By Francois Bizot
Alfred A. Knopf, $25.00, 210 pages
It’s not uncommon to see portrayals or stories of torture in the news, TV programs and other media, but an examination or reflection on torture is more rare. Torture is either viewed as a bygone consideration or a foregone conclusion due to exceptional historical circumstances or solitary people, yet Francois Bizot has written Facing the Torturer to call to mind the very near, human missteps and configurations that underpin torture. Bizot describes that while imprisoned by the Khmer Rouge under Comrade Duch, he acted contrarily and was viewed differently than other prisoners; it is now Bizot’s endeavor to instigate a different view and show that “the butcher of Tuol Sleng,” and our shared humanity with him, needs broader scrutiny if we care at all about preventing torture. His book is recounted mostly in an impressionistic and anecdotal fashion, dropping graphic details and emotions along the way. Only towards the end of the book does “objective” court testimony and post-Khmer Rouge encounters with Duch appear and bring welcome grounding of the subject, but it is the myth-like passages that provide equal lucidity. Francois Bizot provides an authentic account of the process of “facing the torturer” which follows its own pace.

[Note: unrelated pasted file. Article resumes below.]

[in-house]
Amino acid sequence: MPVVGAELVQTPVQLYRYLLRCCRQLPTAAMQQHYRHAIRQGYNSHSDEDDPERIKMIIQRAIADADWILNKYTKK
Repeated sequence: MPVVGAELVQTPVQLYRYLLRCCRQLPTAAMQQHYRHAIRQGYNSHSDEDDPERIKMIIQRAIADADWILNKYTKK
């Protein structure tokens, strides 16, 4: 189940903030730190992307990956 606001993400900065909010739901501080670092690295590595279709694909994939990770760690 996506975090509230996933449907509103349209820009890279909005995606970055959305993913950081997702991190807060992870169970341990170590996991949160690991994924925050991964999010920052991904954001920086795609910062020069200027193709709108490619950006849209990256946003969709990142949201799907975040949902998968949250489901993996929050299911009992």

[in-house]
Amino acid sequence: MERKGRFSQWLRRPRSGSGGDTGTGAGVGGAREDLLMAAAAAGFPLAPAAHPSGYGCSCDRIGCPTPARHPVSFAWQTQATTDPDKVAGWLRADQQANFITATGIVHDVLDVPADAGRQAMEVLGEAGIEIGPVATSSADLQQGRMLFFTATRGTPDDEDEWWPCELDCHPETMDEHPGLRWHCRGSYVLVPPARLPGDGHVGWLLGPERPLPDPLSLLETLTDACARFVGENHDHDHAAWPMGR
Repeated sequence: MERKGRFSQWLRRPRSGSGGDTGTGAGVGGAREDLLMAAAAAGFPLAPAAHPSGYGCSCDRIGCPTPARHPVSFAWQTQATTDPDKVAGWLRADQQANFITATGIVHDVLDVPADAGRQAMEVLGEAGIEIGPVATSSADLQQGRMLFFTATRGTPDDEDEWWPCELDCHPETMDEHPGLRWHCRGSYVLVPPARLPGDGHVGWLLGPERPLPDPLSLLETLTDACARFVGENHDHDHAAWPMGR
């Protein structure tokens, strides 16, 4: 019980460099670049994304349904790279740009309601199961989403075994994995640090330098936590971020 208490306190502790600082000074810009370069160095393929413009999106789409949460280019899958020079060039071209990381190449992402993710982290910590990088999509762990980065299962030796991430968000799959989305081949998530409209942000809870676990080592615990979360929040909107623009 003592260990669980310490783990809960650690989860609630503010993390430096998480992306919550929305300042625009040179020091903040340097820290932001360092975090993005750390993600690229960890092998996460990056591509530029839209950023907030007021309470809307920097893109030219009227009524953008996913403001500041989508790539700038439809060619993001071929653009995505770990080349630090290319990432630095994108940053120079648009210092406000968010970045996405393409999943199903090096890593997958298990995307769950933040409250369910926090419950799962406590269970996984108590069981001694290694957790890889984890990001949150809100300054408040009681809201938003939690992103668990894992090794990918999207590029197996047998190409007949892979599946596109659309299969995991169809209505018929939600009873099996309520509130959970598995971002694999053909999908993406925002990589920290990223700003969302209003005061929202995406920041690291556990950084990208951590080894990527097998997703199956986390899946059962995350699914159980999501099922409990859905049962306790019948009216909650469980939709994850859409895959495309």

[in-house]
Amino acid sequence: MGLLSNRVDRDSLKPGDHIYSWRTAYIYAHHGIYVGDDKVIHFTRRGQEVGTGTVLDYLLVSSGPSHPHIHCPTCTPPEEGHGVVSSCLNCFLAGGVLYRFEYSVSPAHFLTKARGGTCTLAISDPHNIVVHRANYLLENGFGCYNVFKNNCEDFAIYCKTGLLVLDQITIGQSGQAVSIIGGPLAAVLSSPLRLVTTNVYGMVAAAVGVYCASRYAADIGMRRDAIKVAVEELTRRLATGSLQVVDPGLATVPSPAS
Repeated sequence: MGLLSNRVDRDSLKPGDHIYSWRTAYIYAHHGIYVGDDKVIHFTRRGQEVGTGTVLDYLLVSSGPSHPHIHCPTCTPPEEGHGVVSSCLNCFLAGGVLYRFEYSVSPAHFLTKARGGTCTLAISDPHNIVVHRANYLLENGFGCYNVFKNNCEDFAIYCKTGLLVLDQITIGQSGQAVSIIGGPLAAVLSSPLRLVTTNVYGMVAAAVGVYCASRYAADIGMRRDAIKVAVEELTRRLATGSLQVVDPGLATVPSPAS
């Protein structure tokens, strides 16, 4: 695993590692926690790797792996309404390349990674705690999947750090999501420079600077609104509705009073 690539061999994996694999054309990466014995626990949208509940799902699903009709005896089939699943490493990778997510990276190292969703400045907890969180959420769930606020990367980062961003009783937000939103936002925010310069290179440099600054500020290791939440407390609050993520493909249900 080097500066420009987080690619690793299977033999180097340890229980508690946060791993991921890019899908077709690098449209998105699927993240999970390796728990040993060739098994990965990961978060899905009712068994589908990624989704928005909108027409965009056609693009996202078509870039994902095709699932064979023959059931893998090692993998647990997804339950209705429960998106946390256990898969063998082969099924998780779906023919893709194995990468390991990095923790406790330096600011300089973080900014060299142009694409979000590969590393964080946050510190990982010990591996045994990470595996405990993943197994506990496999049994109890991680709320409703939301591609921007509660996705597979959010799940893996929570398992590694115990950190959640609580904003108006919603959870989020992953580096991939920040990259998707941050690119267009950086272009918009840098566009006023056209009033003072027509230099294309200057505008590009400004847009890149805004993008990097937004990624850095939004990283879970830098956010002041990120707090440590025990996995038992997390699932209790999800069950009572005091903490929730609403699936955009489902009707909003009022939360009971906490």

Reviewed by Sarah Alibabaie
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